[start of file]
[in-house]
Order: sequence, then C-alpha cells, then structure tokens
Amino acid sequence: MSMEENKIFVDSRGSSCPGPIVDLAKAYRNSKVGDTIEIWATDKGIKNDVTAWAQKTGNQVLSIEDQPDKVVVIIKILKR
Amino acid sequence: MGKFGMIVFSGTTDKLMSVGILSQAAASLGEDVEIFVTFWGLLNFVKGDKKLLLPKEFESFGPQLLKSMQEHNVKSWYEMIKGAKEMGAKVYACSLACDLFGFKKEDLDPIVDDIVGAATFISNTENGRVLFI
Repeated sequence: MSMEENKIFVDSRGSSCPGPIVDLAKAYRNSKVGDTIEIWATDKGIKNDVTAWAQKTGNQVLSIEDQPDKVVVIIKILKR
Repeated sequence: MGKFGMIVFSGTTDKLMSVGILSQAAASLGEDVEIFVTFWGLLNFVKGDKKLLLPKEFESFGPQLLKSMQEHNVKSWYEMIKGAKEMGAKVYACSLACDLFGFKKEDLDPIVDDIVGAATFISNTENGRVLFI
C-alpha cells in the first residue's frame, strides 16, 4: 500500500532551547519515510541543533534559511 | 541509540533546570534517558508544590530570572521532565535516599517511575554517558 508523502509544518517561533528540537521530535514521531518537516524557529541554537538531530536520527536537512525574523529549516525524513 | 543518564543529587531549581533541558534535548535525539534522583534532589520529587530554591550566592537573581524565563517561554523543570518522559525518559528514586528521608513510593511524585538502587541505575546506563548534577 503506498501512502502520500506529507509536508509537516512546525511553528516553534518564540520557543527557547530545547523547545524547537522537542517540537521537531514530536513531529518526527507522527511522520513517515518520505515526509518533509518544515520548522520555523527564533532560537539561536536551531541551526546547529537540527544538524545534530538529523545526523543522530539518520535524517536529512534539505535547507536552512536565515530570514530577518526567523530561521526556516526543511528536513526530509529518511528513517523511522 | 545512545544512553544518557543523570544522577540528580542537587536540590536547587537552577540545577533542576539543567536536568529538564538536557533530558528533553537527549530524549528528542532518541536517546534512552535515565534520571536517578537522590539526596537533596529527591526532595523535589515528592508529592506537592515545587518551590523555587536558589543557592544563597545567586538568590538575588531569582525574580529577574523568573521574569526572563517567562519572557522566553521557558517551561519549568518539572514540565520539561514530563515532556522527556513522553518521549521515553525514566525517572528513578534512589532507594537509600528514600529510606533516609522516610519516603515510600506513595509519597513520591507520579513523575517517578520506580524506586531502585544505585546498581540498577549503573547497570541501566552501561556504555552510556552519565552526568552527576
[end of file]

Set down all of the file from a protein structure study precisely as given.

[in-house]
Order: sequence, then C-alpha cells, then structure tokens
Amino acid sequence: MSMEENKIFVDSRGSSCPGPIVDLAKAYRNSKVGDTIEIWATDKGIKNDVTAWAQKTGNQVLSIEDQPDKVVVIIKILKR
Amino acid sequence: MGKFGMIVFSGTTDKLMSVGILSQAAASLGEDVEIFVTFWGLLNFVKGDKKLLLPKEFESFGPQLLKSMQEHNVKSWYEMIKGAKEMGAKVYACSLACDLFGFKKEDLDPIVDDIVGAATFISNTENGRVLFI
Repeated sequence: MSMEENKIFVDSRGSSCPGPIVDLAKAYRNSKVGDTIEIWATDKGIKNDVTAWAQKTGNQVLSIEDQPDKVVVIIKILKR
Repeated sequence: MGKFGMIVFSGTTDKLMSVGILSQAAASLGEDVEIFVTFWGLLNFVKGDKKLLLPKEFESFGPQLLKSMQEHNVKSWYEMIKGAKEMGAKVYACSLACDLFGFKKEDLDPIVDDIVGAATFISNTENGRVLFI
C-alpha cells in the first residue's frame, strides 16, 4: 500500500532551547519515510541543533534559511 | 541509540533546570534517558508544590530570572521532565535516599517511575554517558 508523502509544518517561533528540537521530535514521531518537516524557529541554537538531530536520527536537512525574523529549516525524513 | 543518564543529587531549581533541558534535548535525539534522583534532589520529587530554591550566592537573581524565563517561554523543570518522559525518559528514586528521608513510593511524585538502587541505575546506563548534577 503506498501512502502520500506529507509536508509537516512546525511553528516553534518564540520557543527557547530545547523547545524547537522537542517540537521537531514530536513531529518526527507522527511522520513517515518520505515526509518533509518544515520548522520555523527564533532560537539561536536551531541551526546547529537540527544538524545534530538529523545526523543522530539518520535524517536529512534539505535547507536552512536565515530570514530577518526567523530561521526556516526543511528536513526530509529518511528513517523511522 | 545512545544512553544518557543523570544522577540528580542537587536540590536547587537552577540545577533542576539543567536536568529538564538536557533530558528533553537527549530524549528528542532518541536517546534512552535515565534520571536517578537522590539526596537533596529527591526532595523535589515528592508529592506537592515545587518551590523555587536558589543557592544563597545567586538568590538575588531569582525574580529577574523568573521574569526572563517567562519572557522566553521557558517551561519549568518539572514540565520539561514530563515532556522527556513522553518521549521515553525514566525517572528513578534512589532507594537509600528514600529510606533516609522516610519516603515510600506513595509519597513520591507520579513523575517517578520506580524506586531502585544505585546498581540498577549503573547497570541501566552501561556504555552510556552519565552526568552527576